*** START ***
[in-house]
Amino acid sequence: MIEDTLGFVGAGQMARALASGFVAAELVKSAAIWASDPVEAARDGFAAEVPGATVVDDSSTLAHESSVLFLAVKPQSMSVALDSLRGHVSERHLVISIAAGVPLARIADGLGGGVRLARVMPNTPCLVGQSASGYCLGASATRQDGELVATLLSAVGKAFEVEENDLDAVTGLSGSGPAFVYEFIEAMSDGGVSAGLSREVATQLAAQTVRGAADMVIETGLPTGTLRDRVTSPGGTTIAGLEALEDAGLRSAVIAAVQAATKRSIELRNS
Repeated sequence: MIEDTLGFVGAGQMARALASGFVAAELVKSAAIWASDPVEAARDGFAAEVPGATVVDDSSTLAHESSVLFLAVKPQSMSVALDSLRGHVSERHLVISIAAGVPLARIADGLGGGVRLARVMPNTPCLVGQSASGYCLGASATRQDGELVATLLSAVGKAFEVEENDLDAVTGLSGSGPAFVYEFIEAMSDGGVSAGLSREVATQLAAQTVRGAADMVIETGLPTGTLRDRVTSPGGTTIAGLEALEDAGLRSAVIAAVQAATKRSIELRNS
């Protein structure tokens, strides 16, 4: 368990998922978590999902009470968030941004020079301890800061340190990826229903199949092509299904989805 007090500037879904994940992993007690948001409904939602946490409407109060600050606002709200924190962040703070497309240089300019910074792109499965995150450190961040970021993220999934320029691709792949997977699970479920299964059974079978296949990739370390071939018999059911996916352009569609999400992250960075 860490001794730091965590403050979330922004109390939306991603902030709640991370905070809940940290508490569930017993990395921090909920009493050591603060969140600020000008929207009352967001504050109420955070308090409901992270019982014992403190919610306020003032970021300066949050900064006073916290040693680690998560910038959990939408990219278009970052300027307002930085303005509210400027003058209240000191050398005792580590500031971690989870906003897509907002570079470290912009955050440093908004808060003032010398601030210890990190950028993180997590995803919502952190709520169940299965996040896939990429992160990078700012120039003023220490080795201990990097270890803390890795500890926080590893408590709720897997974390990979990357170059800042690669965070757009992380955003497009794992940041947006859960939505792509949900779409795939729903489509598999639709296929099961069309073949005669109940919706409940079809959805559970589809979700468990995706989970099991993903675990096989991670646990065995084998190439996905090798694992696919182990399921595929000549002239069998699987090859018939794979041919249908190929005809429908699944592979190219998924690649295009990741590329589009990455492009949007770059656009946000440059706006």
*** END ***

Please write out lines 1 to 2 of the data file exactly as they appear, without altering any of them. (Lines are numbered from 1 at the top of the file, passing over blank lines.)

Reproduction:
[in-house]
Amino acid sequence: MIEDTLGFVGAGQMARALASGFVAAELVKSAAIWASDPVEAARDGFAAEVPGATVVDDSSTLAHESSVLFLAVKPQSMSVALDSLRGHVSERHLVISIAAGVPLARIADGLGGGVRLARVMPNTPCLVGQSASGYCLGASATRQDGELVATLLSAVGKAFEVEENDLDAVTGLSGSGPAFVYEFIEAMSDGGVSAGLSREVATQLAAQTVRGAADMVIETGLPTGTLRDRVTSPGGTTIAGLEALEDAGLRSAVIAAVQAATKRSIELRNS